Skip to main content

tv   Street Signs  CNBC  September 22, 2016 4:00am-5:01am EDT

4:00 am
hi, everybody. good morning.watching "street s" the fed decides to keep rates steady. >> we judge that the case for an increase has strengthen but decided for the time being to wait for further evidence of continued progress towards our objectives. >> shares in maersk go higher after they split their energy business from the transport division. and powering down.
4:01 am
edf shares fall as they cut their earnings guidance due to nuclear outages lasting longer than expected. rocket energy shares get a boost, and remains on track to meet profit targets despite a first half loss. we've got another rate decision to tell you about. it's up in norway, they have left a key rate unchanged at 0.5%. there was wide consensus this was going to be the case. wanted to show you what the currency is doing. going into the meeting that was some dollar weakness, the krona is roughly 1% stronger now against the u.s. dollar, in part because of that cut but also because of some dollar weakness because of the fed. no surprise here. the krona hitting a high of
4:02 am
9.18. strengthening against the dollar and the yeeuro. the current assessment of the outlook suggests the key rate will most likely remain at today's level in the period ahead. again, there was expectations that the rate wasn't going to move. >> on top of that, they're talking about their non-oil gdp growth, they say at 0.9%, versus the forecast of 0.8% in june. and core vpi at 2.7%, verses a june forecast of 2.3%. they're so heavily relying on toil, the norwegian economy. if it wasn't for oil, where would they be? >> any other industry? >> fishing. salmon. >> you're right. warm other but not warm enough.
4:03 am
the federal reserve says the case for tightening has strengthened, but the decision was more divided than what the fed chair janet yellen would have liked with three dissenters. janet yellen did highlight the risks of waiting too long. speaking at the press conference she expressed concerns about bubbles forming in the economy. with the next decision less than a week before the u.s. election, janet yellen insisted that politics never comes into the fed's deliberations. >> the fed shows individual members have lowered expectations for rate hikes in the year to come and a wide divergence in views from the june meeting. one key takeaway is we did get the three dissenters, and that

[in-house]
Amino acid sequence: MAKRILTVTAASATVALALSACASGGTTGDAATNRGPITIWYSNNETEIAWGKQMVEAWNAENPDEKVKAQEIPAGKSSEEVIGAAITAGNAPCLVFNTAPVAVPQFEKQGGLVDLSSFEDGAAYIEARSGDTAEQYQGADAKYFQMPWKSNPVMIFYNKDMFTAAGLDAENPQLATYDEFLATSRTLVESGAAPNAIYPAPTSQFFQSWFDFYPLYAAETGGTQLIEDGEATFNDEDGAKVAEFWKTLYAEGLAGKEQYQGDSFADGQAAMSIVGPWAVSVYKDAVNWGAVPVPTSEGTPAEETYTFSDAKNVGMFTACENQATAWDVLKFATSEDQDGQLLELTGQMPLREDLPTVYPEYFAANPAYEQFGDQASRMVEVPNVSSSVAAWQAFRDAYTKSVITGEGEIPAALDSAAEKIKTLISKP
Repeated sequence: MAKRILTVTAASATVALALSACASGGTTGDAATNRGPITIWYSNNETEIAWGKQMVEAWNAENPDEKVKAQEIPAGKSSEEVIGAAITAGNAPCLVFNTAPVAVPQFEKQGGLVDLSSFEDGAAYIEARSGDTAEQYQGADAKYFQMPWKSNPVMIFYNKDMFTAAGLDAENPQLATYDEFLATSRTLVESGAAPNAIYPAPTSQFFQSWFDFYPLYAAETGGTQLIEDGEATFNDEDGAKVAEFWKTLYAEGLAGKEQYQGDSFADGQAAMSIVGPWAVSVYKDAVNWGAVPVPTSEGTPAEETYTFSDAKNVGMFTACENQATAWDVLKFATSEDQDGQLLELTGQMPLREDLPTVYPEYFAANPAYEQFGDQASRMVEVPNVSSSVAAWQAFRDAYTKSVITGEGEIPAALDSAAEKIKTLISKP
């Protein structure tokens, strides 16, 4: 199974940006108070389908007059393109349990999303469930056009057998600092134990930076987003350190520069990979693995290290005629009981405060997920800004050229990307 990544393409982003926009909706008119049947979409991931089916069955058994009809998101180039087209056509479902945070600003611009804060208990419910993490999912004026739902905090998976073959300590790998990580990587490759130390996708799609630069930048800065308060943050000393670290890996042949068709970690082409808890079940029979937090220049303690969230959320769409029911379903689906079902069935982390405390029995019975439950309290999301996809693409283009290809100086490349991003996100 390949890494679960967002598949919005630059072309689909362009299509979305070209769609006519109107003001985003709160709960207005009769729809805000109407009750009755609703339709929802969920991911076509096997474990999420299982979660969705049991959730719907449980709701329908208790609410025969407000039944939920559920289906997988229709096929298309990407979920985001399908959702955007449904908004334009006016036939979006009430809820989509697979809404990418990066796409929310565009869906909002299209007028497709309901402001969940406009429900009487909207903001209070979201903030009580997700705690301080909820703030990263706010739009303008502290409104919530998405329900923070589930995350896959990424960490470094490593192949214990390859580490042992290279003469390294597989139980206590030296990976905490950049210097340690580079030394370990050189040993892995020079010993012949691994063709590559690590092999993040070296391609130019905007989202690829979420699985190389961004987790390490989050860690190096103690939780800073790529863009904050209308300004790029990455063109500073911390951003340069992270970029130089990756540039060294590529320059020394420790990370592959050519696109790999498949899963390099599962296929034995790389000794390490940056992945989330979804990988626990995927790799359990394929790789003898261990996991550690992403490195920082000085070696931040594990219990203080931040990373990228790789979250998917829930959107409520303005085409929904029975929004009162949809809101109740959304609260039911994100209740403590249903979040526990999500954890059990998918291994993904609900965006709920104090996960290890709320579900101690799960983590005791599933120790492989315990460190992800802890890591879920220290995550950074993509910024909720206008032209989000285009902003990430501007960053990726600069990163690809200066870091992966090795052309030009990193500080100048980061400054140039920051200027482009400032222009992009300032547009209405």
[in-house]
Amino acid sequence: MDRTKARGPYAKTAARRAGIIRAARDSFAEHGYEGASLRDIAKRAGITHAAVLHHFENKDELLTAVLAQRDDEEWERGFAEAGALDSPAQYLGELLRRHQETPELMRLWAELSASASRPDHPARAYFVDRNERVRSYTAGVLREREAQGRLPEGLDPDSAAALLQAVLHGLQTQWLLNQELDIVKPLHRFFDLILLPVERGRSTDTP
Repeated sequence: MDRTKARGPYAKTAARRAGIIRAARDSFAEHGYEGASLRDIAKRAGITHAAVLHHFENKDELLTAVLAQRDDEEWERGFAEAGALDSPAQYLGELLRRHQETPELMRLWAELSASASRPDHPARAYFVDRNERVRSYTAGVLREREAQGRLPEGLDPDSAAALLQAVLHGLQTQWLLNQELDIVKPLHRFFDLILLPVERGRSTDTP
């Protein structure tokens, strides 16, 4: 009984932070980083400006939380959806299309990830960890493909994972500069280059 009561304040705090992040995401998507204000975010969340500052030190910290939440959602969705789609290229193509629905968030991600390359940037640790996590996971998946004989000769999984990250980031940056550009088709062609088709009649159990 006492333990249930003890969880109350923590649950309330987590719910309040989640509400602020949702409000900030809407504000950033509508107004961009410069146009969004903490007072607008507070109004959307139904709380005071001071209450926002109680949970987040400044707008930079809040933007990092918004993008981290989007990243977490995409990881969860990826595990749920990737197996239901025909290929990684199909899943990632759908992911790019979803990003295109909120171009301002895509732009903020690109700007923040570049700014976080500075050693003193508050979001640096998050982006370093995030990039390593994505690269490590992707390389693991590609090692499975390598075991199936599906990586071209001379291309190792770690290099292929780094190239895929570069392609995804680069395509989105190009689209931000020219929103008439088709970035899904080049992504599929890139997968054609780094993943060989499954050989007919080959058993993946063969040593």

4:04 am
really got attention. i should add that all of these lose their voting power going into next year. doesn't mean very much. rbc pointing out in a note, having three fed members dissent tells you nothing about the direction of policy in the months ahead. if you look at history, that was never a great indicator. so forgot about the three dissenters for now. >> completely agree. looking at what they said, the risks in waiting too long and signaling that this dot plot decreased sharply, the amount of cuts expected in 2017 and 2018, it looks like we'll have a slow pace once we start hiking. >> a glacial place, slower than what we expected last year. didn't we expect in december last year, there would be two hikes this year an everyone thought that was slow? what's this now? that is glacial. >> super slow. the fed fund futures pointing to a 60% probability of a hike in